Eat it, don't tweet it!

Eat it, don’t tweet it!

The 19th century author Margaret Wolfe Hungerford once said that “beauty is in the eye of the beholder”, meaning what one person finds admirable may not appeal to another. This I feel applies to every picture posted online of someone’s Sunday roast. In a world where everything and anything is digitally documented through social media, I feel it has become very apparent that a picture of your Sunday roast should not, ever, be allowed to be posted. What you think looks like the best thing you’ll ever put in your mouth, about 90 percent of people who view it will look at it and shudder as they scroll past it on their Instagram feed. It’s just not a photogenic meal, and we all need to accept that.

The humble Sunday lunch, or Sunday roast depending what it’s known as in your household, has been a staple in traditional British cuisine since the early 15th century, during the reign of King Henry the VII, where the roast beef his royal guard would eat every Sunday after church gave them the nickname ‘beefeaters.’ In the 19th century, households would put their Sunday roast joint of meat on to cook before going to church, so by the time they returned it was cooked and ready to serve the family.

Nowadays, like any tradition, the Sunday roast has been adapted in every family. Some have roast potatoes, some have boiled, others skip them entirely and only have roast parsnips and are not to be trusted. I mean, why would you choose to abandon the roast potato for the parsnip? It’s wrong, it’s unnatural and it’s not something I condone. The one exception is when they’re roasted in honey, where they become some kind of hybrid between a vegetable and hard boiled sweet, making you wonder why you don’t roast everything in honey. I digress.

In my house, the weekly scheduled Sunday lunch wasn’t a thing. If the weather was grim, or we were particularly craving one, very occasionally a full roast dinner would be whipped up. I’m talking a whole roast chicken, all the trimmings, two types of potato, gravy that wasn’t Bisto and every vegetable covered in butter. I never felt like I was missing out on a weekly roast until my friends would rush home from the park early to make sure they were sat at the table for 1 o’clock on the dot.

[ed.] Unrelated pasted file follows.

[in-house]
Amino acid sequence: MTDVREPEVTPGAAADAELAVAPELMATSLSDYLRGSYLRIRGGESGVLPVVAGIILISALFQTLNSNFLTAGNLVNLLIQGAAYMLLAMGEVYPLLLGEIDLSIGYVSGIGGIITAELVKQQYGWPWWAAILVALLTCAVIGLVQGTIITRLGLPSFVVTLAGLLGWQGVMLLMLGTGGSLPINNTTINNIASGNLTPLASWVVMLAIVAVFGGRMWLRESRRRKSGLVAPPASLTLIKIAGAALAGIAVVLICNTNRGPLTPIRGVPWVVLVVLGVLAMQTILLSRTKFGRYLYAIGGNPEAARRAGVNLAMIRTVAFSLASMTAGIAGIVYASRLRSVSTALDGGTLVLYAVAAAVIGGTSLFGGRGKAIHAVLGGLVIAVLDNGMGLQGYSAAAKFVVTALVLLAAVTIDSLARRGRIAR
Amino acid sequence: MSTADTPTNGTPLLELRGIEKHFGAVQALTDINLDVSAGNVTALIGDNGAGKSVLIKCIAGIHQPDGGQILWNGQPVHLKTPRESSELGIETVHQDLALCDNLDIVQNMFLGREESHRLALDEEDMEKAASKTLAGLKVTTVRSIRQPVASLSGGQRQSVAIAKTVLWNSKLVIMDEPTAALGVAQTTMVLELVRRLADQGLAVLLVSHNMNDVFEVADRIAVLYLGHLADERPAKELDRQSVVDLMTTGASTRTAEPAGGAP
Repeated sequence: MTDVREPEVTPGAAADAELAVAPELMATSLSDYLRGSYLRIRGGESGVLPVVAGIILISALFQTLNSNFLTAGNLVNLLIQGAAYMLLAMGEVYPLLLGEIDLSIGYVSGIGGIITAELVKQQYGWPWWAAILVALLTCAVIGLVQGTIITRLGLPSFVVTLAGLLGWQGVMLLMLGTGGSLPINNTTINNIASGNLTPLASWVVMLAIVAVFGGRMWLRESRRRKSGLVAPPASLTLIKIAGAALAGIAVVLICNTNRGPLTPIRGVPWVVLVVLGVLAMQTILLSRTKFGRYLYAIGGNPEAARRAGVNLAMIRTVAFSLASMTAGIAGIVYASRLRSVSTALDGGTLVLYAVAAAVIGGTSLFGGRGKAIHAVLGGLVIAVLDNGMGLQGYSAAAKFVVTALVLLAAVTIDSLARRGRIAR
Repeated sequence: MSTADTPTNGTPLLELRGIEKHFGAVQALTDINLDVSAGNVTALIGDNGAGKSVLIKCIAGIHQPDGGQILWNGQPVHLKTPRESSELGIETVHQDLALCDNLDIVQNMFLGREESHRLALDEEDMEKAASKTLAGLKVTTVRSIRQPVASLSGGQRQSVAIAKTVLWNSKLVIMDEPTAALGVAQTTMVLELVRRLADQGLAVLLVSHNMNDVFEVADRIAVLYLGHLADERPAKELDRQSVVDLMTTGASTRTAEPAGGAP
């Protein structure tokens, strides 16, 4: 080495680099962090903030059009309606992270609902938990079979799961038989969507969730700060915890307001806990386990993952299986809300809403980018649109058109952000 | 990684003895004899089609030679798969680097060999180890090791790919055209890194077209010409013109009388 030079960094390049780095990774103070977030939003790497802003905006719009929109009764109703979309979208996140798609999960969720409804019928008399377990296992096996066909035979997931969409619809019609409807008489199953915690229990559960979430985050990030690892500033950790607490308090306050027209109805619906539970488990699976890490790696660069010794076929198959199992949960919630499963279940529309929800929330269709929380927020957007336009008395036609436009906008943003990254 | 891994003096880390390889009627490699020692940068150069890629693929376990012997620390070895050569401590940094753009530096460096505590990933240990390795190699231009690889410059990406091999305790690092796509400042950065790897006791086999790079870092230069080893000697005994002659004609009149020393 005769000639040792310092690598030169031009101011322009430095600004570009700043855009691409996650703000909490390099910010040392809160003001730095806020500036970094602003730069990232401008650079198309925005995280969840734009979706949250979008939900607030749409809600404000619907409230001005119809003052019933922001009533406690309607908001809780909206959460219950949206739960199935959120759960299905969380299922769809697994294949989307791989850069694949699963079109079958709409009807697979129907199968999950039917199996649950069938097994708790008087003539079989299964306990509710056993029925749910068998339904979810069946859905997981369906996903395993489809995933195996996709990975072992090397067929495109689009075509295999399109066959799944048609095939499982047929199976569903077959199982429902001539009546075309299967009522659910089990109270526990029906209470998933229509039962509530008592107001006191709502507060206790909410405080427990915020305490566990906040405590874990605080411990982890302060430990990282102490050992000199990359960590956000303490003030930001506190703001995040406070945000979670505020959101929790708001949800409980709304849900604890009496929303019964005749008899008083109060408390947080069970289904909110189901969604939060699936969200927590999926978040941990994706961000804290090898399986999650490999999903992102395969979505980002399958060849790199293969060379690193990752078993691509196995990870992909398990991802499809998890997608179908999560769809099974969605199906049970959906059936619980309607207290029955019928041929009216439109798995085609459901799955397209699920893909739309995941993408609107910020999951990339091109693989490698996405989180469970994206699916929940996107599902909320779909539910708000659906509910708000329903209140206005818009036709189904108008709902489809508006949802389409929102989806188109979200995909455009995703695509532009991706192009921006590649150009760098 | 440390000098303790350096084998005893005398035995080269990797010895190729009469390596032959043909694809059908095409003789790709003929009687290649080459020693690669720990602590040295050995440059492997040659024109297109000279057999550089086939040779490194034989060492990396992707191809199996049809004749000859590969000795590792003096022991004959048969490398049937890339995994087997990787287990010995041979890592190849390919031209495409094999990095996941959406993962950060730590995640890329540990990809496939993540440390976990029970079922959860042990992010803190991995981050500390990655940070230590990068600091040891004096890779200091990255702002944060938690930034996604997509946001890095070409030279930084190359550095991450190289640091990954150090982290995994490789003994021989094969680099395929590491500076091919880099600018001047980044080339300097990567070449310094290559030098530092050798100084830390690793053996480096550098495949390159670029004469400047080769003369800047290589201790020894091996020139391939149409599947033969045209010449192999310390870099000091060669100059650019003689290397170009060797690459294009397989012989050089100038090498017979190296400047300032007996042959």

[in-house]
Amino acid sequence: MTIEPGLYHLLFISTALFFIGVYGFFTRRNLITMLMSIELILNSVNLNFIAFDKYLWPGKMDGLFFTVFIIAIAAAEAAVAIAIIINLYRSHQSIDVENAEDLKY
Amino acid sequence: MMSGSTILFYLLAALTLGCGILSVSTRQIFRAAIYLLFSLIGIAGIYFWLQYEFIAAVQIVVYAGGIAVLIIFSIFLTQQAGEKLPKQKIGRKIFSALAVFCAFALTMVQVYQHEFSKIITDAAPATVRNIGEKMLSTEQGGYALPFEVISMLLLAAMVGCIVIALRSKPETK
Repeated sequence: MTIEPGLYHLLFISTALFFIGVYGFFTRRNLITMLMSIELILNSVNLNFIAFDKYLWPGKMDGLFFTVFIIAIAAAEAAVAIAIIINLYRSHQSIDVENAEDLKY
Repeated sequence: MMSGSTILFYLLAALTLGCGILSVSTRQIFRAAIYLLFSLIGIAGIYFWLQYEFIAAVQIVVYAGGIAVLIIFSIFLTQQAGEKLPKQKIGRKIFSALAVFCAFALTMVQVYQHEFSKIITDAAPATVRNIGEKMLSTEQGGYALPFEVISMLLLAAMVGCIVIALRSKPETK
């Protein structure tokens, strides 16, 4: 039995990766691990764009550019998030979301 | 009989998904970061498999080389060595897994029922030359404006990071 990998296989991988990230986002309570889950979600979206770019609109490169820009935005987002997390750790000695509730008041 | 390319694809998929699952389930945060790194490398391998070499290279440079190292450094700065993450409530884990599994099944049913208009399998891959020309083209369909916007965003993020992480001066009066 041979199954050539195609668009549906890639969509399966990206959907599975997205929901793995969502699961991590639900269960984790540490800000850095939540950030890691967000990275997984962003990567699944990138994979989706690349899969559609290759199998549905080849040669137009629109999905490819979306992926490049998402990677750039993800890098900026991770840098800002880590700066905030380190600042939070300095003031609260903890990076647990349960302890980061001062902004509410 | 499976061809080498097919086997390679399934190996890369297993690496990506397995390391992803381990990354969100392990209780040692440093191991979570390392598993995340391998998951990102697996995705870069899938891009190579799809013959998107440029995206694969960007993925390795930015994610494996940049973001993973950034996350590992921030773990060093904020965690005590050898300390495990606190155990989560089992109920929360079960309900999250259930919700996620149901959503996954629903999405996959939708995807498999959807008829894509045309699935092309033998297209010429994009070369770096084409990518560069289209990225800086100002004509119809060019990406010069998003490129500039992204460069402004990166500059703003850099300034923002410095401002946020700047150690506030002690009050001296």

It seems that this British tradition isn’t dying out anytime soon, but more so taking a new turn. The family Sunday roast isn’t limited to the dining room table anymore, with people venturing further afield for their stomach cramp inducing feed.

The pub Sunday lunch menu is a firm favourite in the UK and here in Jersey, usually being cheaper than the A La Carte menu and a lot more satisfying. A particular venue for a monstrous Sunday roast in the UK is The Toby Carvery, where you queue in a school canteen like fashion to be served your mammoth portion, offers a king plate. It’s the size of two dinner plates, so essentially you get two meals at once. It’s like something the NHS would use as an advertisement on how people get heart disease.

I know my parents grew up only ever eating as a family around the dining room table. Streets would be deserted every Sunday, and they’d always make sure they were home for their Sunday roast. Their meals didn’t involve over processed food that you bung in the microwave or collect from the local chippy, it was always home cooked food. The Sunday lunch was a meal that potentially lasts for days on end, with leftovers re used in other meals throughout the week like cold cuts for sandwiches, and potatoes and vegetables used for bubble and squeak. It’s no wonder that my grandmothers would put a roast on, because it could always be stretched further and save them money and time in the week.

Although I love to eat out, and pretend I can afford it, there is nothing I love more than sitting down at the table with the family and sharing a meal together. It allows us to all catch up about the past week and have discussions about things we care about, upcoming plans, and even reflect on the good old days. The afternoon long naps and family movies that come post lunch are the best part, as well as going back to the kitchen throughout the evening to pick at the leftovers.

Family time should be quality time, spent together and away from phone and laptop screens. Food brings people together, and every family has their favourite dish or day to eat together. Creating your own traditions is what being a family is all about, and the Sunday lunch is one that’s far from ever dying out.

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